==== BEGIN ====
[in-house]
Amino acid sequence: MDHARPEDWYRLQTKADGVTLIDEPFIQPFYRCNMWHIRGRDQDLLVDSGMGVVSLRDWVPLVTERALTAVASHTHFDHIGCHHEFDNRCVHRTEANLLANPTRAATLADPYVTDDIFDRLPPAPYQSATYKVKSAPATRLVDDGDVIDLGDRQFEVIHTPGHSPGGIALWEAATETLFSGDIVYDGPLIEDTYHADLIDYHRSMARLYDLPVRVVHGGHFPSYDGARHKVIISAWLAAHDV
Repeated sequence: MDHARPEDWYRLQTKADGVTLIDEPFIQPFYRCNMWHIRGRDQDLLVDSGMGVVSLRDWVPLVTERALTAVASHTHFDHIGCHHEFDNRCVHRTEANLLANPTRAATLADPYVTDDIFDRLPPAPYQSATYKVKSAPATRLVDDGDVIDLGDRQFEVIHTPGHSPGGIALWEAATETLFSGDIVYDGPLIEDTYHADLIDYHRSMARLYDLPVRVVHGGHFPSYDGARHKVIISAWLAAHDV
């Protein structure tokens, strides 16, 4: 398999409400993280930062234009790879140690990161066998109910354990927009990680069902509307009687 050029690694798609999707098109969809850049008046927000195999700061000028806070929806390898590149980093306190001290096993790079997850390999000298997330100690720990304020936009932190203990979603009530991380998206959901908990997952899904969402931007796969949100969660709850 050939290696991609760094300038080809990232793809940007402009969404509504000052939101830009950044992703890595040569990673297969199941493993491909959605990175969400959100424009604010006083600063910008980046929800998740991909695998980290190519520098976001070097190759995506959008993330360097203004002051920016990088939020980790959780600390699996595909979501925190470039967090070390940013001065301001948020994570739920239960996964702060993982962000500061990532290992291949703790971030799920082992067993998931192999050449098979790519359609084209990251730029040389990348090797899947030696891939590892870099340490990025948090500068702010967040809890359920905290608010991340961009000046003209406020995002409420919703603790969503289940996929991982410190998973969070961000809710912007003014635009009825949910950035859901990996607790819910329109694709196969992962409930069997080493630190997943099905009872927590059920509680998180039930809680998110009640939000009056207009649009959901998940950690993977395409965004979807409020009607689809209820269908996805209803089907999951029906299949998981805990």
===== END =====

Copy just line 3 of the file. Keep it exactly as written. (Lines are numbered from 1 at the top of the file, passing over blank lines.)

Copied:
Repeated sequence: MDHARPEDWYRLQTKADGVTLIDEPFIQPFYRCNMWHIRGRDQDLLVDSGMGVVSLRDWVPLVTERALTAVASHTHFDHIGCHHEFDNRCVHRTEANLLANPTRAATLADPYVTDDIFDRLPPAPYQSATYKVKSAPATRLVDDGDVIDLGDRQFEVIHTPGHSPGGIALWEAATETLFSGDIVYDGPLIEDTYHADLIDYHRSMARLYDLPVRVVHGGHFPSYDGARHKVIISAWLAAHDV